I spoke to some fellow riders and there were quite a few new riders.  I was quick to point out, that once we got off the rail trail, there was a quick right and it was a steep uphill. The lack of momentum in the turn, makes it difficult to ascend the hill, so, I had already made the plan to walk this one and if need be, the final Martin Road climb.  I began to relish the hills.  Yeah, those ones that I had totally deleted from the memory banks.  I even began to think they had changed the course from last year.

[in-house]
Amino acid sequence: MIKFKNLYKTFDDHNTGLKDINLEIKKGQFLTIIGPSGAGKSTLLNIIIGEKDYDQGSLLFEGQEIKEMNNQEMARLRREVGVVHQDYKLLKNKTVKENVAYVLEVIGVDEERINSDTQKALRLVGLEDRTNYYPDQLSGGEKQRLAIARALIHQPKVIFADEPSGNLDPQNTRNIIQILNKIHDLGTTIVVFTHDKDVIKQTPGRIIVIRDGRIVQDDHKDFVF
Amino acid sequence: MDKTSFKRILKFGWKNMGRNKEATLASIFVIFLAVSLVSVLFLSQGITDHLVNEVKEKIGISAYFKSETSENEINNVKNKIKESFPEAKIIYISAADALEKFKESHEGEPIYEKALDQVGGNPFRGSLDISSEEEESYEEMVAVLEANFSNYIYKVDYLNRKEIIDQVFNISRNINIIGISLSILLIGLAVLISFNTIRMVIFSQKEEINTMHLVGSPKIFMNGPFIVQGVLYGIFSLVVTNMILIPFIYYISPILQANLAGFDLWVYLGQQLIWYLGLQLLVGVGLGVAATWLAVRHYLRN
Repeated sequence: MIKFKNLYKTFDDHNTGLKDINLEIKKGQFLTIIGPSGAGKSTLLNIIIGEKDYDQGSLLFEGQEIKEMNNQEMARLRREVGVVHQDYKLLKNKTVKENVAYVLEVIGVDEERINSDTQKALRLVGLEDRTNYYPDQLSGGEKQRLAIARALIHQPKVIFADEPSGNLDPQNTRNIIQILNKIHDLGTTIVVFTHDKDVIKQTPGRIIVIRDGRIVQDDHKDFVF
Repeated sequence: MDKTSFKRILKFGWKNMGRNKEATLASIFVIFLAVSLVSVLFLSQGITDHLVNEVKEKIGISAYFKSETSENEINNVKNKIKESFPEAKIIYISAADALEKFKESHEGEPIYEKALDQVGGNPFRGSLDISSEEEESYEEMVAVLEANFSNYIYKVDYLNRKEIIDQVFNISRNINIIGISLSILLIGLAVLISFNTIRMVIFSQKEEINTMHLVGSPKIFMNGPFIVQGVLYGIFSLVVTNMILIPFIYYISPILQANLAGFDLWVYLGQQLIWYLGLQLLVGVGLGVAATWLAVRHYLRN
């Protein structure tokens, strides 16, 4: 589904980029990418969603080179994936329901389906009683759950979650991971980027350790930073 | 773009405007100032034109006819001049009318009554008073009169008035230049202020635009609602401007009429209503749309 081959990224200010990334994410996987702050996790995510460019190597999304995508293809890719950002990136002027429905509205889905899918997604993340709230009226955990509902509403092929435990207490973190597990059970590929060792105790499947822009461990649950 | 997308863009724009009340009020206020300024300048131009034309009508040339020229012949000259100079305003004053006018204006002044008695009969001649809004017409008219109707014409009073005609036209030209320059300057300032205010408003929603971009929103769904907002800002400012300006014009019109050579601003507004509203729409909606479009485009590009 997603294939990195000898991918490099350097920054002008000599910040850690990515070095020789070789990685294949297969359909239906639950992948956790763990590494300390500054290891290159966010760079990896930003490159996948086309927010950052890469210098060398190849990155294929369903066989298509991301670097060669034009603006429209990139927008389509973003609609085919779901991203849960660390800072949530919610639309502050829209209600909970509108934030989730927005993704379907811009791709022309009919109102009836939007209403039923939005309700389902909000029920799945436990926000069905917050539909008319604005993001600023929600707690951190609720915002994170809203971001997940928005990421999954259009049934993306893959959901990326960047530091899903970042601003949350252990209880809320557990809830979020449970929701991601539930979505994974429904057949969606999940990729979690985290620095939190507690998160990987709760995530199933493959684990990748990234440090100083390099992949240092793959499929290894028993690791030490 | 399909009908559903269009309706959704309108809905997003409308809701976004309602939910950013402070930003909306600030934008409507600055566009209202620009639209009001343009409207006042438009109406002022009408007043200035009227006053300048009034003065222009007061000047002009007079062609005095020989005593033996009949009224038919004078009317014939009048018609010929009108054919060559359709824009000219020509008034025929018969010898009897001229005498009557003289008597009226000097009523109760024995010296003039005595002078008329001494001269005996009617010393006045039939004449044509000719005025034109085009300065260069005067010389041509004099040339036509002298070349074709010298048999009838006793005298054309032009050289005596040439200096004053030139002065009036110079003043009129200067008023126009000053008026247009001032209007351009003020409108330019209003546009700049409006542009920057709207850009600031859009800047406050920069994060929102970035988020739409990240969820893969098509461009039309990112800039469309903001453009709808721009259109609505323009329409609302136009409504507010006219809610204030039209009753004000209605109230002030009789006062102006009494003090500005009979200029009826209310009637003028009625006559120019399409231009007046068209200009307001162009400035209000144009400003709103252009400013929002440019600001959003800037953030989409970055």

There was definitely more mud to contend with this year and the wind started to become atrocious as the trail opened up to roads.  The section of bush behind the first private property we cross, was a mud pit and I knew that I had to keep the momentum going.  I met up with a cyclist from the Pickering area that did this race with his son each year.  Today, he was told by his son to embrace the wind and that he did.  Until his front wheel hit a rock in the mud and over the handlebars he went.  Foremost, he was okay and once that was clear, I inquired about his bike and all appeared good, except for his pride he confessed.  Once we hit the road, I offered to pull and we continued to share each others company for a good portion of the route.  Good thing, as I happily let him pull on the rail trail as pushing into the wind had reduced us to a pace of around 12 km per hour.  At one point, I was almost blown off the trail by the wind.  There was an embankment at that point and it may have been interesting had I not recovered.